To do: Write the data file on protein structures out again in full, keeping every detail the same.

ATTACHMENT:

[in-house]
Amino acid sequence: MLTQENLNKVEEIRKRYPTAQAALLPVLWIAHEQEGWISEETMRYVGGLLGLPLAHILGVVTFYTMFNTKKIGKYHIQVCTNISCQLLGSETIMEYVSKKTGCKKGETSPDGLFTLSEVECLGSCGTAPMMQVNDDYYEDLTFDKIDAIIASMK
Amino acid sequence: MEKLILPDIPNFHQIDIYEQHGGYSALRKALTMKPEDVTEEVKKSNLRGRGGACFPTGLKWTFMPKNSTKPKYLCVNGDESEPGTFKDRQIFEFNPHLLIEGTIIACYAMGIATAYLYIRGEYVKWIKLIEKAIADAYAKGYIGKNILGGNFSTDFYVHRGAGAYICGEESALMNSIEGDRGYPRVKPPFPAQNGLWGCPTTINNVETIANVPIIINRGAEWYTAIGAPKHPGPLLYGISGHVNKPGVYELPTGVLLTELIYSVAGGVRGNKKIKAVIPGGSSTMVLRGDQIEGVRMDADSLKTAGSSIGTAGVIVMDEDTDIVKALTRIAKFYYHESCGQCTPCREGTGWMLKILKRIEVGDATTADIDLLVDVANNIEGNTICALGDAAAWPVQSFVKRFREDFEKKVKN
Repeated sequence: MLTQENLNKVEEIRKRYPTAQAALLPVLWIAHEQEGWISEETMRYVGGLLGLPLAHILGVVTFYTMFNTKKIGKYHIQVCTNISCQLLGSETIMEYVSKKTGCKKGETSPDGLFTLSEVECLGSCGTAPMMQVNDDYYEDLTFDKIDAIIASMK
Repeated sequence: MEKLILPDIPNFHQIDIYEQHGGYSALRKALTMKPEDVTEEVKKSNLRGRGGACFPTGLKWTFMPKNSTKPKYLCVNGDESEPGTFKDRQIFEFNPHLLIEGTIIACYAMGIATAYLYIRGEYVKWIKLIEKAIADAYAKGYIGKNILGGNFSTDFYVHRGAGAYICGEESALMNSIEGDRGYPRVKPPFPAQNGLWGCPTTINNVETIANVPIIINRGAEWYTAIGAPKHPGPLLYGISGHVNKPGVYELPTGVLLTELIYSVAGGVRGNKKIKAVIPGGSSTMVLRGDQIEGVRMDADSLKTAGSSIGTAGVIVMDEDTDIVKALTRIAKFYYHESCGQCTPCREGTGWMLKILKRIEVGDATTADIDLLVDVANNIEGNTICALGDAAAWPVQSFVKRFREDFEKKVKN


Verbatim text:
[in-house]
Amino acid sequence: MLTQENLNKVEEIRKRYPTAQAALLPVLWIAHEQEGWISEETMRYVGGLLGLPLAHILGVVTFYTMFNTKKIGKYHIQVCTNISCQLLGSETIMEYVSKKTGCKKGETSPDGLFTLSEVECLGSCGTAPMMQVNDDYYEDLTFDKIDAIIASMK
Amino acid sequence: MEKLILPDIPNFHQIDIYEQHGGYSALRKALTMKPEDVTEEVKKSNLRGRGGACFPTGLKWTFMPKNSTKPKYLCVNGDESEPGTFKDRQIFEFNPHLLIEGTIIACYAMGIATAYLYIRGEYVKWIKLIEKAIADAYAKGYIGKNILGGNFSTDFYVHRGAGAYICGEESALMNSIEGDRGYPRVKPPFPAQNGLWGCPTTINNVETIANVPIIINRGAEWYTAIGAPKHPGPLLYGISGHVNKPGVYELPTGVLLTELIYSVAGGVRGNKKIKAVIPGGSSTMVLRGDQIEGVRMDADSLKTAGSSIGTAGVIVMDEDTDIVKALTRIAKFYYHESCGQCTPCREGTGWMLKILKRIEVGDATTADIDLLVDVANNIEGNTICALGDAAAWPVQSFVKRFREDFEKKVKN
Repeated sequence: MLTQENLNKVEEIRKRYPTAQAALLPVLWIAHEQEGWISEETMRYVGGLLGLPLAHILGVVTFYTMFNTKKIGKYHIQVCTNISCQLLGSETIMEYVSKKTGCKKGETSPDGLFTLSEVECLGSCGTAPMMQVNDDYYEDLTFDKIDAIIASMK
Repeated sequence: MEKLILPDIPNFHQIDIYEQHGGYSALRKALTMKPEDVTEEVKKSNLRGRGGACFPTGLKWTFMPKNSTKPKYLCVNGDESEPGTFKDRQIFEFNPHLLIEGTIIACYAMGIATAYLYIRGEYVKWIKLIEKAIADAYAKGYIGKNILGGNFSTDFYVHRGAGAYICGEESALMNSIEGDRGYPRVKPPFPAQNGLWGCPTTINNVETIANVPIIINRGAEWYTAIGAPKHPGPLLYGISGHVNKPGVYELPTGVLLTELIYSVAGGVRGNKKIKAVIPGGSSTMVLRGDQIEGVRMDADSLKTAGSSIGTAGVIVMDEDTDIVKALTRIAKFYYHESCGQCTPCREGTGWMLKILKRIEVGDATTADIDLLVDVANNIEGNTICALGDAAAWPVQSFVKRFREDFEKKVKN